Difference between revisions of "ARM RealView"

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ARM Ltd. RealView is a blanket name for development packages from ARM including for example the "RealView Developer Suite" (RVDS) which includes a compiler. However to most developers the RealView is synonymous with an evaluation board which has it's machine set-up available in the kernel ''arch/arm/mach-realview''.
 
ARM Ltd. RealView is a blanket name for development packages from ARM including for example the "RealView Developer Suite" (RVDS) which includes a compiler. However to most developers the RealView is synonymous with an evaluation board which has it's machine set-up available in the kernel ''arch/arm/mach-realview''.
  
It's siblings are the [[ARM Versatile]] and [[ARM Integrator]] boards. These have own machine entries in the ARM arch kernel tree, but in marketing materials these are also named "RealView Versatile" and "RealView Integrator". The Integrator boards supporting ARM7 CPUs are the oldest, Versatile is middle-age and supports ARM9 CPUs, and the ones named simply RealView are the newest ones supporting ARM11 and Cortex A8/A9 (CPUv6,CPUv7) CPUs.
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The RealView siblings are:
  
All the boards come in a black square box with PCI card slots, and support using PCI peripherals and e.g. a PS2 keyboard and mouse so they can more or less be used as desktop computers if so desired.
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* [[ARM Integrator]] also named "RealView Integrator" boards are the oldest
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* [[ARM Versatile]] also named "RealView Versatile" is middle-age and supports ARM9 CPUs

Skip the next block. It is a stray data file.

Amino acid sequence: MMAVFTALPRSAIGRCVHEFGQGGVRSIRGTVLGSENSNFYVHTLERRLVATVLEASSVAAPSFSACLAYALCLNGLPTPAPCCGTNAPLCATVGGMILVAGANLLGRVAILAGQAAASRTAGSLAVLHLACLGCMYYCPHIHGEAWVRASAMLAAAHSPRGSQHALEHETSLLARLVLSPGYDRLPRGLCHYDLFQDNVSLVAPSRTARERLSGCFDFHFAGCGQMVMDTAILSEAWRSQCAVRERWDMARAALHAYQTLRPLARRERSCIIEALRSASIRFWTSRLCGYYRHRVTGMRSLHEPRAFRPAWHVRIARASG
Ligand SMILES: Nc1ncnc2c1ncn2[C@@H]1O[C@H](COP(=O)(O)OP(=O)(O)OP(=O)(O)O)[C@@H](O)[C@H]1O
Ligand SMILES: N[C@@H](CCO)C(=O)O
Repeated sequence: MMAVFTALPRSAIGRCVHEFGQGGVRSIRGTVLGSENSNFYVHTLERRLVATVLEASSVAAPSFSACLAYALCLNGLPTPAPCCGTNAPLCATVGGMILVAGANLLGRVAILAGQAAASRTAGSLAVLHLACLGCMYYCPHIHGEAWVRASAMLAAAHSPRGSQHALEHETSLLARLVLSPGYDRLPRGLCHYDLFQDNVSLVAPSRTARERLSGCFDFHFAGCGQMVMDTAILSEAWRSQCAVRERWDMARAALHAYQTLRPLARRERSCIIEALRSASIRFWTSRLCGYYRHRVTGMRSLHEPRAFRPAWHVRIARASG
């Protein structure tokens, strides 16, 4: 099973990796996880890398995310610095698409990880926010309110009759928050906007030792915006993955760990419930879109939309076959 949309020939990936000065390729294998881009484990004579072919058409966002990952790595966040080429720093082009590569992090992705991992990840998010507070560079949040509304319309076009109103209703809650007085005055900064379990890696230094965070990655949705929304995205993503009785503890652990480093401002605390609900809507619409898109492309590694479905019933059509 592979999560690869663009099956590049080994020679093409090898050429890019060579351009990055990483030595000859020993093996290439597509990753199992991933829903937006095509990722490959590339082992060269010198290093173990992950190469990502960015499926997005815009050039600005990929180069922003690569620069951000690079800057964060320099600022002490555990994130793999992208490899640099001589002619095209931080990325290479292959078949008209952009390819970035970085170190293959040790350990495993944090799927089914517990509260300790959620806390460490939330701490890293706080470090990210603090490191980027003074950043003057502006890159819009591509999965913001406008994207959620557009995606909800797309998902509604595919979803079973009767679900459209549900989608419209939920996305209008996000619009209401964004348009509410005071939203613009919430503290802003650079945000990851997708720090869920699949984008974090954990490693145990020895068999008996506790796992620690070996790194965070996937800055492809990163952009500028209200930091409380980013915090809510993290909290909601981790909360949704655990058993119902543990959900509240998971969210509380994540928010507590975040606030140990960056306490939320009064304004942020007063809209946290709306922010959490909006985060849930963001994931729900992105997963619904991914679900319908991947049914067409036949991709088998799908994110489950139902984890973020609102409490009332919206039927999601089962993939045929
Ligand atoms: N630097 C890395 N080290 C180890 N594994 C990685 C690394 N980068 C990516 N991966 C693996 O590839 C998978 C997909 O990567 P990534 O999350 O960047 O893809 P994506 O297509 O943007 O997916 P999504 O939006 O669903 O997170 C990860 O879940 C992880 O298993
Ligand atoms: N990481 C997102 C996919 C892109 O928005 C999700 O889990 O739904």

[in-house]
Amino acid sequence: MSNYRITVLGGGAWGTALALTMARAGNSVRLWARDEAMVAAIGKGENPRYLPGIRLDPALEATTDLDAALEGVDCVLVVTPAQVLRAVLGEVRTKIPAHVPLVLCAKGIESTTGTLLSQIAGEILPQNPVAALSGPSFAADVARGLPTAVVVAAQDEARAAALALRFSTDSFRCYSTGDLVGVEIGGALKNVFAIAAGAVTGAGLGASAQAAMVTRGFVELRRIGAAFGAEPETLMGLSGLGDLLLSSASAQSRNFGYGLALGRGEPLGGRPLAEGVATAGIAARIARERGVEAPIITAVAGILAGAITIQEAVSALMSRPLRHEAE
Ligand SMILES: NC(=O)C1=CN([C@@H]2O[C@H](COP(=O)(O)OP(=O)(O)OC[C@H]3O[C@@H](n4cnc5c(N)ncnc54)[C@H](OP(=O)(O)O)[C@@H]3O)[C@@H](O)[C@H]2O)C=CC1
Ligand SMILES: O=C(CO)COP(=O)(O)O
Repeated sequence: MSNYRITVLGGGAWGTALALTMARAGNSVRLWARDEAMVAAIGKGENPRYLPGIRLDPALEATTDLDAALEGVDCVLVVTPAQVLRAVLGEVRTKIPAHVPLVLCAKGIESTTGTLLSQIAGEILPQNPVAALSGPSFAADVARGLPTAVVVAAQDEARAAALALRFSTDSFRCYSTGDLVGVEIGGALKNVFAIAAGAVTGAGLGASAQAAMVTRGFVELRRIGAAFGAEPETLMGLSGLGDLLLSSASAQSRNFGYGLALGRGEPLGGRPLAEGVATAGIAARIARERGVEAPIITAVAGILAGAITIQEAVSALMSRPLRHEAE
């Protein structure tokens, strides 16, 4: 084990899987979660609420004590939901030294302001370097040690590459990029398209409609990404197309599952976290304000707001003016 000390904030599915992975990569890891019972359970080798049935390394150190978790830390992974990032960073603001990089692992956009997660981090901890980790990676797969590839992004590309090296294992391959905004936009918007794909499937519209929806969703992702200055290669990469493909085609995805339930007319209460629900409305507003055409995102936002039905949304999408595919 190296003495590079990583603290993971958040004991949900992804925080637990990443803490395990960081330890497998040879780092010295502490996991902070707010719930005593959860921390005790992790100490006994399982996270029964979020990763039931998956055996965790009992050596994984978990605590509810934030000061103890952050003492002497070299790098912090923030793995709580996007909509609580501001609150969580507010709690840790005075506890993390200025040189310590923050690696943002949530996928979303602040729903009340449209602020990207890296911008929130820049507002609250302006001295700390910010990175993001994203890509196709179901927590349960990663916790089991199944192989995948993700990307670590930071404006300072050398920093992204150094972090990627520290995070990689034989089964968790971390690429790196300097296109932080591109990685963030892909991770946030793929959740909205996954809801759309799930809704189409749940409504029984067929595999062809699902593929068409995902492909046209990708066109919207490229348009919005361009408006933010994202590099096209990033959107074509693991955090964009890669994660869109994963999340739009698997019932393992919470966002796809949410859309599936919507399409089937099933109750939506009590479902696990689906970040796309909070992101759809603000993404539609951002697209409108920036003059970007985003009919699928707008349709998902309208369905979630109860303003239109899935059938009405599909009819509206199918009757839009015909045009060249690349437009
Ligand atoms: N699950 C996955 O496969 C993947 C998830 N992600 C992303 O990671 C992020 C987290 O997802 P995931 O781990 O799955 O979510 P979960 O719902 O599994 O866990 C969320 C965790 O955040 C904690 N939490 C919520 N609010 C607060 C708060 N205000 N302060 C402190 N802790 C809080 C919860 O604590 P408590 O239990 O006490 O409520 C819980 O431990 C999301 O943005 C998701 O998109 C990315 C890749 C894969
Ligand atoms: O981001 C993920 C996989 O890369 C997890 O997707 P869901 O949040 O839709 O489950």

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* '''ARM RealView'''- the machine configurations named simply RealView are the newest ones supporting ARM11 and Cortex A8/A9 (CPUv6,CPUv7) CPUs
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These all have own machine entries in the ARM arch kernel tree.
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All these boards come in a black square box with PCI card slots, and support using PCI peripherals and e.g. a PS2 keyboard and mouse so they can more or less be used as desktop computers if so desired.
  
 
However RealView boards are quite expensive and few people can afford them, while they are still the preferred choice for companies wanting to work with the very latest ARM cores.
 
However RealView boards are quite expensive and few people can afford them, while they are still the preferred choice for companies wanting to work with the very latest ARM cores.

Revision as of 16:48, 13 April 2010

ARM Ltd. RealView is a blanket name for development packages from ARM including for example the "RealView Developer Suite" (RVDS) which includes a compiler. However to most developers the RealView is synonymous with an evaluation board which has it's machine set-up available in the kernel arch/arm/mach-realview.

The RealView siblings are:

  • ARM Integrator also named "RealView Integrator" boards are the oldest
  • ARM Versatile also named "RealView Versatile" is middle-age and supports ARM9 CPUs
  • ARM RealView- the machine configurations named simply RealView are the newest ones supporting ARM11 and Cortex A8/A9 (CPUv6,CPUv7) CPUs

These all have own machine entries in the ARM arch kernel tree.

All these boards come in a black square box with PCI card slots, and support using PCI peripherals and e.g. a PS2 keyboard and mouse so they can more or less be used as desktop computers if so desired.

However RealView boards are quite expensive and few people can afford them, while they are still the preferred choice for companies wanting to work with the very latest ARM cores.

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